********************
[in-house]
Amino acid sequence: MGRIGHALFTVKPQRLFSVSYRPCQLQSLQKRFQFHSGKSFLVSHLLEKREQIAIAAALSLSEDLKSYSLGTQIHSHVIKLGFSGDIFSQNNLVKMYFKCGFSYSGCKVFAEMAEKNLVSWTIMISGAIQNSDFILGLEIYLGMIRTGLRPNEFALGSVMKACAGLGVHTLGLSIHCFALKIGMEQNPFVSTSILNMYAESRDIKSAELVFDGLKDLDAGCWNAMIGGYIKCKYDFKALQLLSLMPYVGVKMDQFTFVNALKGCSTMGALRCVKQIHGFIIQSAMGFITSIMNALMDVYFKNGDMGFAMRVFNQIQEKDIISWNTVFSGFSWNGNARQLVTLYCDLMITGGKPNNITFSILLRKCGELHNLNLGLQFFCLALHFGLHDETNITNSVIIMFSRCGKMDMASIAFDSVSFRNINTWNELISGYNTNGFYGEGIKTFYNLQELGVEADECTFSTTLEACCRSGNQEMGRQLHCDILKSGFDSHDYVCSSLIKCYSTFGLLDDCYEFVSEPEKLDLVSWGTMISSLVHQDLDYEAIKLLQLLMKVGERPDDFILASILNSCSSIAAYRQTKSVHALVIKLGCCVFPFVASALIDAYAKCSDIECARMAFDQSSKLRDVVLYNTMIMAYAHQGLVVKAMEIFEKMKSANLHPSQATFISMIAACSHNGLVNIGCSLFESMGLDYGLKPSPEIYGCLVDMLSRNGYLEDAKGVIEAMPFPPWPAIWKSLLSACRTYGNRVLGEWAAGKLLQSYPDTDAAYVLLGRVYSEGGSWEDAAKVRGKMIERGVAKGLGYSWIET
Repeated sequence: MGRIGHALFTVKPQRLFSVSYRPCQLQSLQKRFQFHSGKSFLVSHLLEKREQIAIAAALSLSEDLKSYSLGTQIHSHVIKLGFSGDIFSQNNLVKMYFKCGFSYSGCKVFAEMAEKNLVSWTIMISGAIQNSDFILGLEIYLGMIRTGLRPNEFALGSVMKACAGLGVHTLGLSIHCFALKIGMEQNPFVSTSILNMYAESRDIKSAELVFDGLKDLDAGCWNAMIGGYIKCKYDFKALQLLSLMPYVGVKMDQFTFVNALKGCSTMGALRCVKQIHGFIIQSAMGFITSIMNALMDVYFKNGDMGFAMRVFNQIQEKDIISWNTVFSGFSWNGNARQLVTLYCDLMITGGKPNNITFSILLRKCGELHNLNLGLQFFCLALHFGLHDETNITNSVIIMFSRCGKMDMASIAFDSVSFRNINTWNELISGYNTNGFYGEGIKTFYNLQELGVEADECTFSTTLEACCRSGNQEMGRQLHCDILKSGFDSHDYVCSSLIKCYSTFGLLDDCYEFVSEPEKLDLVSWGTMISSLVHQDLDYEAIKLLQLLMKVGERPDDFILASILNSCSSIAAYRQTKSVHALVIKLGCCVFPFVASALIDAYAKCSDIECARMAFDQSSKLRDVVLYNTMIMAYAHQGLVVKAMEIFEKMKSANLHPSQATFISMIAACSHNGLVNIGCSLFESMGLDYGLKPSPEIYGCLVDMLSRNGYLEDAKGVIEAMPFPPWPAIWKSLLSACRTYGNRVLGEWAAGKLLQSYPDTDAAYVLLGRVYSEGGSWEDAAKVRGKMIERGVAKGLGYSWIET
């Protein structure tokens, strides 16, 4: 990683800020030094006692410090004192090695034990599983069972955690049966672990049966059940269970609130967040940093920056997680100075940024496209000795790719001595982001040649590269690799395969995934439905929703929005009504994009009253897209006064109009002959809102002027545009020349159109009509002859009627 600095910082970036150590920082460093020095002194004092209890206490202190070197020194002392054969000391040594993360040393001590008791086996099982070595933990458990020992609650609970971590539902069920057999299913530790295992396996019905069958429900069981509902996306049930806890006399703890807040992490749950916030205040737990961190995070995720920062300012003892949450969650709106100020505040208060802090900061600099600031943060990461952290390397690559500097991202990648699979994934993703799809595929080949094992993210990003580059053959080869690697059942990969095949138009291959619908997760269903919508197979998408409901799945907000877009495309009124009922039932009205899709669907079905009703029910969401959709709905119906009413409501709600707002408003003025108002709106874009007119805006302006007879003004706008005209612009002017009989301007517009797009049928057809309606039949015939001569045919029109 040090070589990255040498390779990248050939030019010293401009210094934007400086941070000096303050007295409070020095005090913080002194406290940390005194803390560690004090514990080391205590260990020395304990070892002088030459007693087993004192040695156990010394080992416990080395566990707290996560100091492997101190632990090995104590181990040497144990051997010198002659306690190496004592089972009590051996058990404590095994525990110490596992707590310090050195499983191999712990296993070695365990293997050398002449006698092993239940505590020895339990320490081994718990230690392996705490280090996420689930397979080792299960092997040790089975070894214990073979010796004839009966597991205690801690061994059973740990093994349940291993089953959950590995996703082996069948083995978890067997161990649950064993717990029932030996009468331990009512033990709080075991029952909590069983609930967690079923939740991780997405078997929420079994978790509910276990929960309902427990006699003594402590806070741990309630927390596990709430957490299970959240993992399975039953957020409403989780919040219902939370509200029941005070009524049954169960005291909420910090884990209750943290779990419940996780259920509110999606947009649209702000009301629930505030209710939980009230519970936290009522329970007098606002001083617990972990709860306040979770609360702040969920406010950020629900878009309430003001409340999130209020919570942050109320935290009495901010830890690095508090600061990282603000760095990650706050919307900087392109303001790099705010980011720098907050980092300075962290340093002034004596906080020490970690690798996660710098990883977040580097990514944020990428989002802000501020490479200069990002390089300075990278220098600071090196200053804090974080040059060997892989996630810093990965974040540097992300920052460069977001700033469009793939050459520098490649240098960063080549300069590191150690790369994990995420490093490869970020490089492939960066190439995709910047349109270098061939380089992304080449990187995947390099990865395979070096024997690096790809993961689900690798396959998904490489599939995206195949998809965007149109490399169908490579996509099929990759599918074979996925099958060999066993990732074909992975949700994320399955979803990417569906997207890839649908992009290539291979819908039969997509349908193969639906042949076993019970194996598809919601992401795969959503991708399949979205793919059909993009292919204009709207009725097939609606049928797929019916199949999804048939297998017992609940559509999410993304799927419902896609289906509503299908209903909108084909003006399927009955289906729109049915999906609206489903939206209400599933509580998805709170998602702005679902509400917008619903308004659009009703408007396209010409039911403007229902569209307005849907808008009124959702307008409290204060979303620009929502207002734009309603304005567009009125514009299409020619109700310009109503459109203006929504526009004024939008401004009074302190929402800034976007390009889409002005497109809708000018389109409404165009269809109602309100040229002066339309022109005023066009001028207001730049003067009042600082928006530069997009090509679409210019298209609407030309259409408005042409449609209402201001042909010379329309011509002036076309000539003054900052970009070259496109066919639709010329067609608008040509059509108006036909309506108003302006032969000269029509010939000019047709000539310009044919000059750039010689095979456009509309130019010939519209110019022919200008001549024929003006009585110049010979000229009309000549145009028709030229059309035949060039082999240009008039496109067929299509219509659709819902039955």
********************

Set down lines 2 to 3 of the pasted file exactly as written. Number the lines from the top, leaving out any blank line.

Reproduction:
Amino acid sequence: MGRIGHALFTVKPQRLFSVSYRPCQLQSLQKRFQFHSGKSFLVSHLLEKREQIAIAAALSLSEDLKSYSLGTQIHSHVIKLGFSGDIFSQNNLVKMYFKCGFSYSGCKVFAEMAEKNLVSWTIMISGAIQNSDFILGLEIYLGMIRTGLRPNEFALGSVMKACAGLGVHTLGLSIHCFALKIGMEQNPFVSTSILNMYAESRDIKSAELVFDGLKDLDAGCWNAMIGGYIKCKYDFKALQLLSLMPYVGVKMDQFTFVNALKGCSTMGALRCVKQIHGFIIQSAMGFITSIMNALMDVYFKNGDMGFAMRVFNQIQEKDIISWNTVFSGFSWNGNARQLVTLYCDLMITGGKPNNITFSILLRKCGELHNLNLGLQFFCLALHFGLHDETNITNSVIIMFSRCGKMDMASIAFDSVSFRNINTWNELISGYNTNGFYGEGIKTFYNLQELGVEADECTFSTTLEACCRSGNQEMGRQLHCDILKSGFDSHDYVCSSLIKCYSTFGLLDDCYEFVSEPEKLDLVSWGTMISSLVHQDLDYEAIKLLQLLMKVGERPDDFILASILNSCSSIAAYRQTKSVHALVIKLGCCVFPFVASALIDAYAKCSDIECARMAFDQSSKLRDVVLYNTMIMAYAHQGLVVKAMEIFEKMKSANLHPSQATFISMIAACSHNGLVNIGCSLFESMGLDYGLKPSPEIYGCLVDMLSRNGYLEDAKGVIEAMPFPPWPAIWKSLLSACRTYGNRVLGEWAAGKLLQSYPDTDAAYVLLGRVYSEGGSWEDAAKVRGKMIERGVAKGLGYSWIET
Repeated sequence: MGRIGHALFTVKPQRLFSVSYRPCQLQSLQKRFQFHSGKSFLVSHLLEKREQIAIAAALSLSEDLKSYSLGTQIHSHVIKLGFSGDIFSQNNLVKMYFKCGFSYSGCKVFAEMAEKNLVSWTIMISGAIQNSDFILGLEIYLGMIRTGLRPNEFALGSVMKACAGLGVHTLGLSIHCFALKIGMEQNPFVSTSILNMYAESRDIKSAELVFDGLKDLDAGCWNAMIGGYIKCKYDFKALQLLSLMPYVGVKMDQFTFVNALKGCSTMGALRCVKQIHGFIIQSAMGFITSIMNALMDVYFKNGDMGFAMRVFNQIQEKDIISWNTVFSGFSWNGNARQLVTLYCDLMITGGKPNNITFSILLRKCGELHNLNLGLQFFCLALHFGLHDETNITNSVIIMFSRCGKMDMASIAFDSVSFRNINTWNELISGYNTNGFYGEGIKTFYNLQELGVEADECTFSTTLEACCRSGNQEMGRQLHCDILKSGFDSHDYVCSSLIKCYSTFGLLDDCYEFVSEPEKLDLVSWGTMISSLVHQDLDYEAIKLLQLLMKVGERPDDFILASILNSCSSIAAYRQTKSVHALVIKLGCCVFPFVASALIDAYAKCSDIECARMAFDQSSKLRDVVLYNTMIMAYAHQGLVVKAMEIFEKMKSANLHPSQATFISMIAACSHNGLVNIGCSLFESMGLDYGLKPSPEIYGCLVDMLSRNGYLEDAKGVIEAMPFPPWPAIWKSLLSACRTYGNRVLGEWAAGKLLQSYPDTDAAYVLLGRVYSEGGSWEDAAKVRGKMIERGVAKGLGYSWIET